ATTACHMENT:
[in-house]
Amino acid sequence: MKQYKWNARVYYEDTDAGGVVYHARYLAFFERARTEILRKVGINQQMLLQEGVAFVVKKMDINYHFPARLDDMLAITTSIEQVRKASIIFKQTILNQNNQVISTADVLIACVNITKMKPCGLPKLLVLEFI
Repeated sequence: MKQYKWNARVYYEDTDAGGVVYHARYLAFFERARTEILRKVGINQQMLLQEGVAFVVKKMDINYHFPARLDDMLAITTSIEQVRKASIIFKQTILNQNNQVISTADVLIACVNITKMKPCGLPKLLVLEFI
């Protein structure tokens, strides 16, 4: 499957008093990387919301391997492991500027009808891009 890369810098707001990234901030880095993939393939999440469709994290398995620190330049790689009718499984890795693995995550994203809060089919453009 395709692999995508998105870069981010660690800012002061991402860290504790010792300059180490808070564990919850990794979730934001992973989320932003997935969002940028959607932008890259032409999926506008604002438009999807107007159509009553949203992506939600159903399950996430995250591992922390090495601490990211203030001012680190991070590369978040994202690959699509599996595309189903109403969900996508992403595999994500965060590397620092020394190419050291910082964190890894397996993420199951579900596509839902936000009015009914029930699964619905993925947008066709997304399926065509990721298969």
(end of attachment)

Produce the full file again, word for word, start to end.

[in-house]
Amino acid sequence: MKQYKWNARVYYEDTDAGGVVYHARYLAFFERARTEILRKVGINQQMLLQEGVAFVVKKMDINYHFPARLDDMLAITTSIEQVRKASIIFKQTILNQNNQVISTADVLIACVNITKMKPCGLPKLLVLEFI
Repeated sequence: MKQYKWNARVYYEDTDAGGVVYHARYLAFFERARTEILRKVGINQQMLLQEGVAFVVKKMDINYHFPARLDDMLAITTSIEQVRKASIIFKQTILNQNNQVISTADVLIACVNITKMKPCGLPKLLVLEFI
């Protein structure tokens, strides 16, 4: 499957008093990387919301391997492991500027009808891009 890369810098707001990234901030880095993939393939999440469709994290398995620190330049790689009718499984890795693995995550994203809060089919453009 395709692999995508998105870069981010660690800012002061991402860290504790010792300059180490808070564990919850990794979730934001992973989320932003997935969002940028959607932008890259032409999926506008604002438009999807107007159509009553949203992506939600159903399950996430995250591992922390090495601490990211203030001012680190991070590369978040994202690959699509599996595309189903109403969900996508992403595999994500965060590397620092020394190419050291910082964190890894397996993420199951579900596509839902936000009015009914029930699964619905993925947008066709997304399926065509990721298969």